- The thief of time
Author: John Boyne
- ISBN: 9780552776158
- Published: April 2000
- Pages: 522
- Format reviewed: Paperback
- Review date: 15/12/2021
- Language: English
I picked this book up some time ago as I like tales of immortality and time and what not, and it seemed intriguing that the same author who wrote The boy in the striped pajamas would write an historical fantasy. Of course it's one of those books that people who don't like fantasy will tell you it isn't, and will still read it in that safe comfort of knowing they are reading contemporary historical fiction instead. I guess there could be people who have slipped through the passage of time unknown, however unlikely that may be. The Thief of time was the author's first novel, published over twenty years ago, and does show some of the author's talent that came to be realised in some of later other works such as The Ladder to the Sky, The House of Special Purpose, Crippen, the mildly controversial A Traveler at the Gates of Wisdom and of course that one already mentioned about striped pajamas.
Narrated in the first person, the story alternates between the relative present of 1999 and the protagonist's (Matthieu Zela) journey through his 256 years of life (Born in Paris 1743). It wasn't until the 1790's that he realised he'd stopped ageing and has appeared as a middle-aged man ever since (just like Paul Rudd), with no sign that he is going to physically get any older. In that time Matthieu has had a variety of careers, massed a considerable amount of wealth, been married on 19 occasions and has seen nine generations of nephews (all named Thomas) born and die young in unique circumstances. He's been a thief, a rogue, an engineer, a soldier, a movie mogul, an architect and much more besides.
The two main threads of life - just before the 21st century as he contemplates his current nephew (called Thomas of course) and what untimely demise might befall him - along with the 18th century, of him growing up with his half-brother Thomas and first love Dominique Sauvet as they move from France to England and try to eke out an existence - are inter-spaced with some of the defining moments of his long life. And he's mixed with some important people and events over the years, from the French Revolution and inaugural modern Olympics of 1896 to meeting the "prisoner of the Vatican" Pope Pius IX, the 31st president of the United States Herbert Hoover, and that star of the silent film Charlie Chaplin. He's witnessed the Wall Street crash of 1929 and played a part in Queen Victoria's Great Exhibition of 1851 at the Crystal Palace.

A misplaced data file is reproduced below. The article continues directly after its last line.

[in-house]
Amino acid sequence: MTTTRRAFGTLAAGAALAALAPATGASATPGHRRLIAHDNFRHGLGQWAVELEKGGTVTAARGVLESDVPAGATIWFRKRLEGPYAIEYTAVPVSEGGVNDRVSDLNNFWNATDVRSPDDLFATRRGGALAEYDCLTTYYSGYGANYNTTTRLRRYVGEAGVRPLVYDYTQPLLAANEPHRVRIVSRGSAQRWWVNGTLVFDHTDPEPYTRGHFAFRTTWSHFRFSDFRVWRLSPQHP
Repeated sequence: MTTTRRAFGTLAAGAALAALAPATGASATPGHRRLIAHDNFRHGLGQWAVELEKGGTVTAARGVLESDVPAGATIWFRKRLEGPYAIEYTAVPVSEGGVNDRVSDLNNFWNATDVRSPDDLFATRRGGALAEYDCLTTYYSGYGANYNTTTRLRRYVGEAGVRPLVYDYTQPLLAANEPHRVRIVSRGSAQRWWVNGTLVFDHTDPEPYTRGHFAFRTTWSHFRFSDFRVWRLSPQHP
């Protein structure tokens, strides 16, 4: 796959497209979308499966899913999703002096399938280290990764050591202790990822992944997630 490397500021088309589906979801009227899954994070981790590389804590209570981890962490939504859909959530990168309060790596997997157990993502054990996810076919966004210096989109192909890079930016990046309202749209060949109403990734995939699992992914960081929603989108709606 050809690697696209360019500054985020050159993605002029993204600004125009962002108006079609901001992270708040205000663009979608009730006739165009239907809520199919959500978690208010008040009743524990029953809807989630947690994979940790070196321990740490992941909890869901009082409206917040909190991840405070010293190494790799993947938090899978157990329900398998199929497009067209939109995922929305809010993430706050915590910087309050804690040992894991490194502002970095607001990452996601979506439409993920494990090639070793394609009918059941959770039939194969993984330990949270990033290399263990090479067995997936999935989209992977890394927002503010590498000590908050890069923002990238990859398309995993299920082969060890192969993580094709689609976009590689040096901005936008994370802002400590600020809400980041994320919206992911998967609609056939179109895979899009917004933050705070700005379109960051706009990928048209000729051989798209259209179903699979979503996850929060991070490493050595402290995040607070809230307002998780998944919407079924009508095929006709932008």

As you might imagine with all this going on, it's not the shortest of books at over 500 pages, but it doesn't feel overly long, just enough time given to Matthieu's past and present to tell the story it needs to. It's an intriguing story as well, I really enjoyed the dips into the past - both from our fairly recent past of 1999 and to the 18th and 19th century. The author has clearly done a lot of research to create an authentic air of the times he writes about, and while some historical purists might nit-pic a few inaccuracies (I didn't notice any), it's clever and embracing and has enough detail to feel like the character is really living through that period. It's very gentle as far as being a fantasy is concerned, there isn't much detail given as to the why's of his inability to age, instead that lack of explanation forms part of the plot itself. The transition between threads is handled well, and was at no point confusing or disorientating.
It has some great writing, especially for a first novel and as possibly befitting being narrated by someone over 250 years old, has an unhurried, almost whimsical pace. I loved how the author compares the past and present, like when pondering an 80 mile walk:
The passage of time has made what was once not only possible but also commonplace now seem beyond all human endurance
It is in itself quite contemplative how in some ways our society and the things we take for granted have changed so much - I know some people who will get in their car for an 80 meter walk, never mind 80 miles. Each thread and excerpt from history are presented in a good light and both main threads have sufficient hooks for the reader to find out what's going to happen next. What will play out with young Matthieu and the complicated relationship of first love Dominique? What will happen with the current Thomas - they always manage to have a male child before they die an untimely death - but will it be different this time around?
The thief of time is an ambitious, entertaining novel that is skilfully told with a strong premise and an ending that really delivers.
Written on 15th December 2021 by Ant .